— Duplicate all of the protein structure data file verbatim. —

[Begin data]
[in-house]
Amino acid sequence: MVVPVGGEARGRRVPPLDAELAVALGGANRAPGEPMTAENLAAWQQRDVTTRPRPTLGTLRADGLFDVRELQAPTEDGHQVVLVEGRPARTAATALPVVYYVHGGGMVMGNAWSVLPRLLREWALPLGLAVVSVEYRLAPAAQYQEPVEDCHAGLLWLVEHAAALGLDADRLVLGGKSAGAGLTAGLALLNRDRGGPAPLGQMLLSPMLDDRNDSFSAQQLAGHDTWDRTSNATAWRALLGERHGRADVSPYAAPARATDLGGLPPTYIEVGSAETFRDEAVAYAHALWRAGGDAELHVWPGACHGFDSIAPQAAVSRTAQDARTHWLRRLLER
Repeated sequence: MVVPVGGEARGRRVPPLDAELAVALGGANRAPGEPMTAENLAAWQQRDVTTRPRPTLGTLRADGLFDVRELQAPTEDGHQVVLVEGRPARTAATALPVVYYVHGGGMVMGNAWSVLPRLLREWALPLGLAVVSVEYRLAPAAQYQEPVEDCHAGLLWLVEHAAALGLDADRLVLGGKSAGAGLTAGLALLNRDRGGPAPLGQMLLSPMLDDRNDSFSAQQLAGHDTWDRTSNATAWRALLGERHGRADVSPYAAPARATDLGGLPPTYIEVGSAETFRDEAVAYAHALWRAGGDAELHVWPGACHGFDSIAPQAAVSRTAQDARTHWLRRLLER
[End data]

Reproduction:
[in-house]
Amino acid sequence: MVVPVGGEARGRRVPPLDAELAVALGGANRAPGEPMTAENLAAWQQRDVTTRPRPTLGTLRADGLFDVRELQAPTEDGHQVVLVEGRPARTAATALPVVYYVHGGGMVMGNAWSVLPRLLREWALPLGLAVVSVEYRLAPAAQYQEPVEDCHAGLLWLVEHAAALGLDADRLVLGGKSAGAGLTAGLALLNRDRGGPAPLGQMLLSPMLDDRNDSFSAQQLAGHDTWDRTSNATAWRALLGERHGRADVSPYAAPARATDLGGLPPTYIEVGSAETFRDEAVAYAHALWRAGGDAELHVWPGACHGFDSIAPQAAVSRTAQDARTHWLRRLLER
Repeated sequence: MVVPVGGEARGRRVPPLDAELAVALGGANRAPGEPMTAENLAAWQQRDVTTRPRPTLGTLRADGLFDVRELQAPTEDGHQVVLVEGRPARTAATALPVVYYVHGGGMVMGNAWSVLPRLLREWALPLGLAVVSVEYRLAPAAQYQEPVEDCHAGLLWLVEHAAALGLDADRLVLGGKSAGAGLTAGLALLNRDRGGPAPLGQMLLSPMLDDRNDSFSAQQLAGHDTWDRTSNATAWRALLGERHGRADVSPYAAPARATDLGGLPPTYIEVGSAETFRDEAVAYAHALWRAGGDAELHVWPGACHGFDSIAPQAAVSRTAQDARTHWLRRLLER